Refugee mental health
My work on refugee mental health was carried out with Matt Porter, a former graduate student in the USA. After completing a meta-analysis of refugee mental health in the context of the former Yugoslavia, we decided to broaden our scope to include empirical studies of refugee mental health in any conflict area and at any time. Our meta-analysis (Porter & Haslam, 2005) reviewed 59 studies, dated from 1959 to 2002 and conducted with more than 67,000 participants from around the globe, in which a refugee or internally displaced group was compared with one or more control groups on measures of mental health and well-being. Our aim was not simply to quantify the magnitude of the psychiatric impact of forced displacement, but to learn something about the factors that influence it. In particular, we came to the study with some skepticism about the prevailing view, draw from the orthodox life-events model of stress and coping, that the refugee predicament can be understood as a reaction to a discrete traumatic event that naturally wanes with the passage of time. In our view, for example, refugees face chronic and multiple stresses, including social marginalization, material disadvantage, loss of social supports, acculturative stress, and cultural bereavement, and the effects of these stresses extend beyond the narrowly post-traumatic. In addition, we believed that the psychiatric effects of forced displacement are likely to depend on the social and political context in which refugees find themselves.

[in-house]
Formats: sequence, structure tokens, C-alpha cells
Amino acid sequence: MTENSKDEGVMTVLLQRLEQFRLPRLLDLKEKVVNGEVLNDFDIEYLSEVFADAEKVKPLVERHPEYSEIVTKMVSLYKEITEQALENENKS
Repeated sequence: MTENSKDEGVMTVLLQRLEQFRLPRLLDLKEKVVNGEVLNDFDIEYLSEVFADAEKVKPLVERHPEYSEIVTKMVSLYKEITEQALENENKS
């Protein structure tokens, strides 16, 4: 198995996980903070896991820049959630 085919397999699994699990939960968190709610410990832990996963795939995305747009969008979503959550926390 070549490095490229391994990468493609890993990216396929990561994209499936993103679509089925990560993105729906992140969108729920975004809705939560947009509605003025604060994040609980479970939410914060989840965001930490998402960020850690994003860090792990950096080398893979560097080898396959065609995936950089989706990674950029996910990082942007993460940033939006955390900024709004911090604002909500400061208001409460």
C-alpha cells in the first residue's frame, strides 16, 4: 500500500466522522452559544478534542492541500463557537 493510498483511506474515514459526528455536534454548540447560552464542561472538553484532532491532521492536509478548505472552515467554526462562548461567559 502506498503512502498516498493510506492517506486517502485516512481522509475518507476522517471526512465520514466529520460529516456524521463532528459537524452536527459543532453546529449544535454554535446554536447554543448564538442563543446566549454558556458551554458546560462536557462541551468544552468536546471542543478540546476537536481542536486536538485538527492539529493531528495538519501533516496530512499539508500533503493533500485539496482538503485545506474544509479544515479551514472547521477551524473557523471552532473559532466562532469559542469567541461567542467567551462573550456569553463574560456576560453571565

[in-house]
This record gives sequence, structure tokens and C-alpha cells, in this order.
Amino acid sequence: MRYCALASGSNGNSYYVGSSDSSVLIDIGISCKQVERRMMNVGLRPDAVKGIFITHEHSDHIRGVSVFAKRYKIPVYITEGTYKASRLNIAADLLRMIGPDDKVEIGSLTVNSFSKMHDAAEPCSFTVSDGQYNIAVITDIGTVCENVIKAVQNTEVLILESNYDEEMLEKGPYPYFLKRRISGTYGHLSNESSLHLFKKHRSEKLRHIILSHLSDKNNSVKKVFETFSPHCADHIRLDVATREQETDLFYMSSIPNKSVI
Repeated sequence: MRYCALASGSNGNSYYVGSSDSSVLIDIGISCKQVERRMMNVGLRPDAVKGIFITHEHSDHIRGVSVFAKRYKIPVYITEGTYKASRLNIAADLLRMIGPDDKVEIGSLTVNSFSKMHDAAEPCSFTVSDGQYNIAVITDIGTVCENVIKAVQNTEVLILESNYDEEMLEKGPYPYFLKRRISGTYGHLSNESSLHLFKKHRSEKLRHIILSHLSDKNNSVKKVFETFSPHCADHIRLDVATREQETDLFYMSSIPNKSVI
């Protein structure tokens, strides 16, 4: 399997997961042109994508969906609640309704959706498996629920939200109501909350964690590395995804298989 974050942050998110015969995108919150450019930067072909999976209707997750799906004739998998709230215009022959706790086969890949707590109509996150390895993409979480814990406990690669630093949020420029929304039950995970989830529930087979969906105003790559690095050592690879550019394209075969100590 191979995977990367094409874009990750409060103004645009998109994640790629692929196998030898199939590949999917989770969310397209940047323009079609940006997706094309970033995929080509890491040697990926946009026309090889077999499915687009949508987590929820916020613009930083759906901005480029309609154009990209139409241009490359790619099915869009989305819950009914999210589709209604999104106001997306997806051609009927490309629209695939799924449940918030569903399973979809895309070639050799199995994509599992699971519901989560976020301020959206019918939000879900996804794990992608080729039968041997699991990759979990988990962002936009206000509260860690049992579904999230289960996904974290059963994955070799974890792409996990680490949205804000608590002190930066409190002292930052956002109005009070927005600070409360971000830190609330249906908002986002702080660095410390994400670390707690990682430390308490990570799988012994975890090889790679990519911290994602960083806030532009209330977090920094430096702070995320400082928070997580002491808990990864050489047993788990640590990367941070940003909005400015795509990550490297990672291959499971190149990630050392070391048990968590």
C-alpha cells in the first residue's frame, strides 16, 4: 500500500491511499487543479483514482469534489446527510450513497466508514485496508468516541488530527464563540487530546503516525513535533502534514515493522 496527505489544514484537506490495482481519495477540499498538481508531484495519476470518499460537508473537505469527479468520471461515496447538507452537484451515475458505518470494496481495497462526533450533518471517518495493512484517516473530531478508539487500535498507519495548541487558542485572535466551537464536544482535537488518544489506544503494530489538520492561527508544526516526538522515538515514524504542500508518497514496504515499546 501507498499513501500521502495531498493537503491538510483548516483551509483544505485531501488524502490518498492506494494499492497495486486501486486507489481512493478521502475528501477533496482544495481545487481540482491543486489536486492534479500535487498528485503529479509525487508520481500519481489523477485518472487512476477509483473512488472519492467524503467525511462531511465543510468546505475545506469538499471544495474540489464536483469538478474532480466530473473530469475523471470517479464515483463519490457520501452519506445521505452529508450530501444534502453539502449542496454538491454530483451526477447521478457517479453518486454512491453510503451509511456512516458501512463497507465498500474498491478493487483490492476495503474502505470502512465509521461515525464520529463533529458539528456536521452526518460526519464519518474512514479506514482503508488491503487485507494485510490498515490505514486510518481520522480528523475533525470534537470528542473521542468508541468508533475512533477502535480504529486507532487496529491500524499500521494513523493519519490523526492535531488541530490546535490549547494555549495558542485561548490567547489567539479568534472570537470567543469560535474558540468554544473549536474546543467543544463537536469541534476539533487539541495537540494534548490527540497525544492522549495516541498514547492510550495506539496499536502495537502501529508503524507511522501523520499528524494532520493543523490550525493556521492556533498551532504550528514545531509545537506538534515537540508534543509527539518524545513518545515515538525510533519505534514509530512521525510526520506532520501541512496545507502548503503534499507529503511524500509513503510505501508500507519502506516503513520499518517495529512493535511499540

With these convictions in mind, we asked whether the magnitude of the psychiatric effects of displacement depended on pre-displacement contextual factors such as refugees’ age, gender, social class, and education levels, and on post-displacement factors such as the quality of housing and economic opportunities available to them, whether they had been displaced internally or beyond their national borders, whether they had been repatriated, and whether the conflict that drove them away had later been resolved. These factors and many others were examined statistically as moderators of the effect sizes obtained in the primary studies that we analyzed.
Our findings have clear policy relevance. With respect to pre-displacement factors, mental health outcomes were relatively poor for refugees who were older, female, and of higher educational and socio-economic status. Education and class may not confer resilience, but instead produce a greater sense of loss among refugees. Post-displacement factors were also of great importance. Worse psychiatric outcomes were associated with lack of private and permanent housing and lack of economic opportunities. Externally displaced persons were better off than those who were internally displaced or repatriated, a finding that runs contrary to the common humanitarian emphasis on return. Finally, refugee mental health was better when the initiating conflict had been resolved than when it was ongoing. Multivariate analyses indicated that these diverse findings can be distilled into three main dimensions: the well-being of refugees is enabled by providing them with material security, minimizing their loss of cultural capital, and maintaining their safe distance from the conflict.